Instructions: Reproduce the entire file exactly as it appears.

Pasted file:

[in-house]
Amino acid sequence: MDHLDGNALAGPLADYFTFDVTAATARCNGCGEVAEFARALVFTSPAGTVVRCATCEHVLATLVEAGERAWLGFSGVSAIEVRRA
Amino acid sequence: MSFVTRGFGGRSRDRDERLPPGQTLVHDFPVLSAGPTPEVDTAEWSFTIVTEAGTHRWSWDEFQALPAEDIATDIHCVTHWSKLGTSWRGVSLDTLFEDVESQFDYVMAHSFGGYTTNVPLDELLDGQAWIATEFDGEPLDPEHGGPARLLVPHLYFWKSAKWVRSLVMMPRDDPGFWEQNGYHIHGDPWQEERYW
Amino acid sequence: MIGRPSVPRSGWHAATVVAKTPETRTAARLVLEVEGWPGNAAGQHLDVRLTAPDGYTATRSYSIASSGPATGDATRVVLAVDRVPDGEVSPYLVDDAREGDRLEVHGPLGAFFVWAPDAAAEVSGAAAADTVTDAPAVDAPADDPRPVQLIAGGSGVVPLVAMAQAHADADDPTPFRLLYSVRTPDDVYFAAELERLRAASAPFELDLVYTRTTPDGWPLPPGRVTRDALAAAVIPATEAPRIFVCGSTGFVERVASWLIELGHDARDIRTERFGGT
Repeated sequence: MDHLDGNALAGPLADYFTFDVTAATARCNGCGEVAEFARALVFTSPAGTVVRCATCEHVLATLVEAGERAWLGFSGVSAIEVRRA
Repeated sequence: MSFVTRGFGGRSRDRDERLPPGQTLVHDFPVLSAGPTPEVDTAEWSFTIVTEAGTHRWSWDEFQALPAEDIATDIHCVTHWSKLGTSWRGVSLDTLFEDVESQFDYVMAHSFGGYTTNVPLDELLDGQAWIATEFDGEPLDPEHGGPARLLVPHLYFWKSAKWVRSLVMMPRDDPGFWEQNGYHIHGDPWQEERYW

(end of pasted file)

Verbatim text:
[in-house]
Amino acid sequence: MDHLDGNALAGPLADYFTFDVTAATARCNGCGEVAEFARALVFTSPAGTVVRCATCEHVLATLVEAGERAWLGFSGVSAIEVRRA
Amino acid sequence: MSFVTRGFGGRSRDRDERLPPGQTLVHDFPVLSAGPTPEVDTAEWSFTIVTEAGTHRWSWDEFQALPAEDIATDIHCVTHWSKLGTSWRGVSLDTLFEDVESQFDYVMAHSFGGYTTNVPLDELLDGQAWIATEFDGEPLDPEHGGPARLLVPHLYFWKSAKWVRSLVMMPRDDPGFWEQNGYHIHGDPWQEERYW
Amino acid sequence: MIGRPSVPRSGWHAATVVAKTPETRTAARLVLEVEGWPGNAAGQHLDVRLTAPDGYTATRSYSIASSGPATGDATRVVLAVDRVPDGEVSPYLVDDAREGDRLEVHGPLGAFFVWAPDAAAEVSGAAAADTVTDAPAVDAPADDPRPVQLIAGGSGVVPLVAMAQAHADADDPTPFRLLYSVRTPDDVYFAAELERLRAASAPFELDLVYTRTTPDGWPLPPGRVTRDALAAAVIPATEAPRIFVCGSTGFVERVASWLIELGHDARDIRTERFGGT
Repeated sequence: MDHLDGNALAGPLADYFTFDVTAATARCNGCGEVAEFARALVFTSPAGTVVRCATCEHVLATLVEAGERAWLGFSGVSAIEVRRA
Repeated sequence: MSFVTRGFGGRSRDRDERLPPGQTLVHDFPVLSAGPTPEVDTAEWSFTIVTEAGTHRWSWDEFQALPAEDIATDIHCVTHWSKLGTSWRGVSLDTLFEDVESQFDYVMAHSFGGYTTNVPLDELLDGQAWIATEFDGEPLDPEHGGPARLLVPHLYFWKSAKWVRSLVMMPRDDPGFWEQNGYHIHGDPWQEERYW